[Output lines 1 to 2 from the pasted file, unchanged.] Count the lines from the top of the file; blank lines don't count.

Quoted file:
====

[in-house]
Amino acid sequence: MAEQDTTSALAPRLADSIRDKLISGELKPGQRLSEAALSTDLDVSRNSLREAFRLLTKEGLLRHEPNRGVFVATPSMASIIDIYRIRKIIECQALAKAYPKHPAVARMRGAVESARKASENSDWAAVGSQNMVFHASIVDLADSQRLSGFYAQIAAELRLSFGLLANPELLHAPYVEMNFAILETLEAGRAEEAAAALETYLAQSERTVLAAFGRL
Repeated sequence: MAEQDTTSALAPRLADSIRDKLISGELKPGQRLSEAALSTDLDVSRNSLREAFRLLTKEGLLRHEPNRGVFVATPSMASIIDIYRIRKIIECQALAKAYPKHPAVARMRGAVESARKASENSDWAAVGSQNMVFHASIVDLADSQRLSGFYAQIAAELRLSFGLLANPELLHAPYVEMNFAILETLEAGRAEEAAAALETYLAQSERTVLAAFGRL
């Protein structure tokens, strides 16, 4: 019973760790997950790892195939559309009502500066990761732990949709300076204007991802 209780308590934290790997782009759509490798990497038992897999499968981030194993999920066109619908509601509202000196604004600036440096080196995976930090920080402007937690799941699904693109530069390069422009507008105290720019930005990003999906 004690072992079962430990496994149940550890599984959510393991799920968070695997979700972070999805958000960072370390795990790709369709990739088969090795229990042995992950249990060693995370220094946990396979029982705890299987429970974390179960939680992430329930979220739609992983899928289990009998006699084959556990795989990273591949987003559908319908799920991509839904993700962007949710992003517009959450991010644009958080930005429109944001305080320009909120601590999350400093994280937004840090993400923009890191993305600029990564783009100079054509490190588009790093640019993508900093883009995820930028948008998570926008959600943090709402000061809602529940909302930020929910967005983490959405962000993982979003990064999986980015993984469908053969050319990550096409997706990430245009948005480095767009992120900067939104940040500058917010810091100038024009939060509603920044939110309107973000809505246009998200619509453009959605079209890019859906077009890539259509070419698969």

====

[in-house]
Amino acid sequence: MAEQDTTSALAPRLADSIRDKLISGELKPGQRLSEAALSTDLDVSRNSLREAFRLLTKEGLLRHEPNRGVFVATPSMASIIDIYRIRKIIECQALAKAYPKHPAVARMRGAVESARKASENSDWAAVGSQNMVFHASIVDLADSQRLSGFYAQIAAELRLSFGLLANPELLHAPYVEMNFAILETLEAGRAEEAAAALETYLAQSERTVLAAFGRL